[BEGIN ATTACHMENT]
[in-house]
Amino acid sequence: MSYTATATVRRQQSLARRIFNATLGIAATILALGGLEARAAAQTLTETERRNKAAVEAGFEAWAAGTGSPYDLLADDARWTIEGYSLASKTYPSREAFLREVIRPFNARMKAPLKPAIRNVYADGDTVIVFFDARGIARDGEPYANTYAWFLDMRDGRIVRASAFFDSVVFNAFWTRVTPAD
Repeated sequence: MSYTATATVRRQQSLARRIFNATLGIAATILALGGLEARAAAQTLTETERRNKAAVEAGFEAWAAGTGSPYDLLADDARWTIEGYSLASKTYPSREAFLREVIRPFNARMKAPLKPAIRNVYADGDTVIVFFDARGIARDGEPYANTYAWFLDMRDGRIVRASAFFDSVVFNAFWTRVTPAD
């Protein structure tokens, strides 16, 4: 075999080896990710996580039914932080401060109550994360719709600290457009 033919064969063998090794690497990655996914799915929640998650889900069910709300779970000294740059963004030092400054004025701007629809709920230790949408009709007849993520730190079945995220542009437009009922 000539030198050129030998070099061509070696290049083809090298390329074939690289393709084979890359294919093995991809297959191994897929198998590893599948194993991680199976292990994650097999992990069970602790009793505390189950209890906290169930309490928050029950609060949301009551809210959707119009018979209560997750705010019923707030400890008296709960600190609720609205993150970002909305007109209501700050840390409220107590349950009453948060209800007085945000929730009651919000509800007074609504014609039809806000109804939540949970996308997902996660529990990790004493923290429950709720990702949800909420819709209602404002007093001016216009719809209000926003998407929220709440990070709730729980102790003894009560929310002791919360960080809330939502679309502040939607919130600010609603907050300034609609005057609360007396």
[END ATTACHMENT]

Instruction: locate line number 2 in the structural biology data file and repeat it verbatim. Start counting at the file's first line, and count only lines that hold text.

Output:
Amino acid sequence: MSYTATATVRRQQSLARRIFNATLGIAATILALGGLEARAAAQTLTETERRNKAAVEAGFEAWAAGTGSPYDLLADDARWTIEGYSLASKTYPSREAFLREVIRPFNARMKAPLKPAIRNVYADGDTVIVFFDARGIARDGEPYANTYAWFLDMRDGRIVRASAFFDSVVFNAFWTRVTPAD